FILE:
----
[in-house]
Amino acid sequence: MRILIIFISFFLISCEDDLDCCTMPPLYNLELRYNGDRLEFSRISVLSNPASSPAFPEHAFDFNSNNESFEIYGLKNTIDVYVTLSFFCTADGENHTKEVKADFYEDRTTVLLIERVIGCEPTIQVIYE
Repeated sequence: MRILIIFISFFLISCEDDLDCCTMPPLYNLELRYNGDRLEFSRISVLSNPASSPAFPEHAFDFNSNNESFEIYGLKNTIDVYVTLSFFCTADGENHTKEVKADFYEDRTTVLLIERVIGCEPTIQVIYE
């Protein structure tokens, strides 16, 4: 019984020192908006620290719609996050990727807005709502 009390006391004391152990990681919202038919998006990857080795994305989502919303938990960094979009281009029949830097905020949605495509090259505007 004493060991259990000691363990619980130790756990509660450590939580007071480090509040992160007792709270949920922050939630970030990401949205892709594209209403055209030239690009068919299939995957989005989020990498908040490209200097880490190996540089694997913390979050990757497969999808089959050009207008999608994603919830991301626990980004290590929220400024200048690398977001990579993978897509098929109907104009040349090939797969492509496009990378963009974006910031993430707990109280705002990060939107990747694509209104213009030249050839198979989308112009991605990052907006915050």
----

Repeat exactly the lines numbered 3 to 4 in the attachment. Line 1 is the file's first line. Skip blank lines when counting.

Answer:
Repeated sequence: MRILIIFISFFLISCEDDLDCCTMPPLYNLELRYNGDRLEFSRISVLSNPASSPAFPEHAFDFNSNNESFEIYGLKNTIDVYVTLSFFCTADGENHTKEVKADFYEDRTTVLLIERVIGCEPTIQVIYE
């Protein structure tokens, strides 16, 4: 019984020192908006620290719609996050990727807005709502 009390006391004391152990990681919202038919998006990857080795994305989502919303938990960094979009281009029949830097905020949605495509090259505007 004493060991259990000691363990619980130790756990509660450590939580007071480090509040992160007792709270949920922050939630970030990401949205892709594209209403055209030239690009068919299939995957989005989020990498908040490209200097880490190996540089694997913390979050990757497969999808089959050009207008999608994603919830991301626990980004290590929220400024200048690398977001990579993978897509098929109907104009040349090939797969492509496009990378963009974006910031993430707990109280705002990060939107990747694509209104213009030249050839198979989308112009991605990052907006915050």